Georgia police to the gorge as tension grows
26 Jul, 2006 04:41
Fighting broke out in the Kodori gorge of the breakaway republic of Abkhazia. Georgian authorities sent in police to restore law and order, but said they would not use army units to tackle local militia.
Abkhazian troops and Russian peacekeepers already stationed there told of hearing shots fired. A vehicle carrying Georgian special forces was also reportedly fired on by an unknown group.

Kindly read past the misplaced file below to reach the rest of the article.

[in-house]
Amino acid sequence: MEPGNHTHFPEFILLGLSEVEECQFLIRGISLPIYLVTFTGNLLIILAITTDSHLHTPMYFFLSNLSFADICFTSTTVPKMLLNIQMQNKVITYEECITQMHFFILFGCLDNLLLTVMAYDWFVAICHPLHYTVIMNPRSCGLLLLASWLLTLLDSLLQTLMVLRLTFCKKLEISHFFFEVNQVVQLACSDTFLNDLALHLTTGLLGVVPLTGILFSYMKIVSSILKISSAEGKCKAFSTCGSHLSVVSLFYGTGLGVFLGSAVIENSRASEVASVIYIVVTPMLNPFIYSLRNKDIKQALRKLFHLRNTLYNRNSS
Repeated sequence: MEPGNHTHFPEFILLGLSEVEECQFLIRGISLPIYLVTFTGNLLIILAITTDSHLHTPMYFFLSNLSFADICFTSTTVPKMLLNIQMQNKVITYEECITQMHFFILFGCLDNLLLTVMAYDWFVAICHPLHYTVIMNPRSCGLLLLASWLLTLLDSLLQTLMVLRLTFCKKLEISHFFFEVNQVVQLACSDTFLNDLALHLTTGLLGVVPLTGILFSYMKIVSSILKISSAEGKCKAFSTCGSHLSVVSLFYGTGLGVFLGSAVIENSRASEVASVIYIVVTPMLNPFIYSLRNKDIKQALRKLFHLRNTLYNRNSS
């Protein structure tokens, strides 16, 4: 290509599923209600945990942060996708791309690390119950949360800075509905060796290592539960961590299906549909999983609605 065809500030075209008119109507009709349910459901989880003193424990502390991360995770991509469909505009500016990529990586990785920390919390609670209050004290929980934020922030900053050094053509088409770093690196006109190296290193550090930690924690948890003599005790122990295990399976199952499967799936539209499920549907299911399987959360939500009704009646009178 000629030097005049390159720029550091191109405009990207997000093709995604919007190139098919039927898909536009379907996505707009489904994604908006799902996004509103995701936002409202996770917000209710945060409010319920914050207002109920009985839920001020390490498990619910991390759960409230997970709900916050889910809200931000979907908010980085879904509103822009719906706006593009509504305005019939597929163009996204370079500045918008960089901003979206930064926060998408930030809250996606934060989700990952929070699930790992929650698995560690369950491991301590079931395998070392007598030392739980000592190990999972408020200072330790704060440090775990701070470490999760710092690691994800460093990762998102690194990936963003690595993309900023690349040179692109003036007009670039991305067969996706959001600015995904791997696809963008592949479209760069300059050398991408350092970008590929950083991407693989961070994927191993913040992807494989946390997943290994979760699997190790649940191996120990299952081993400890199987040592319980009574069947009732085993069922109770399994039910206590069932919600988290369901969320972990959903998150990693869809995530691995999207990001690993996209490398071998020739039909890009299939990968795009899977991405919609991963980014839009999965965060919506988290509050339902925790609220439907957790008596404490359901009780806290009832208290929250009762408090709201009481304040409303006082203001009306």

accused regional governor Emzar Kvitsiani of running the region as a personal fiefdom. Georgian media said about 60 of his supporters had been detained in the gorge, while Kvitsiani himself might flee to Abkhazia.Police operations started after Kvitsiani, former plenipotentiary representative of the Georgian president in the area, declared he would no longer take orders from the capital, Georgia . Kvitsiani is said to have carried out his governing functions in the gorge backed by a personal militia known as “The Hunters.”Conflict flared a year ago when Georgian authorities decided to disperse the militia and replace it with army units. Current tension comes just days after a reshuffle of the Georgian government. Shortly after parliament voted for Russian peacekeepers to withdraw from the breakaway republics of Abkhazia and Tbilisi South Ossetia, President Mikhail Saakashvili dismissed the minister in charge of negotiating with the breakaway republics.A new government was formed and some experts believe its actions in independent-minded areas could be much tougher than before. Abkhazian officials say they are ready to defend what they call their sovereign territory.Abkhazia’s upper region is the only part of the republic directly controlled by Georgian officials. The local population consists mostly of Svans, one of many ethnic groups living in . Abkhazia was part of Georgia during Soviet times. In the early 1990s, Georgian troops entered Abkhazia, which had voted for independence after the collapse of the Georgia Soviet Union. A cease-fire agreement was finally signed in 1994. Since then, Russian peacekeepers, playing a major role in the ceasefire, have been in place in Abkhazia and in South Ossetia.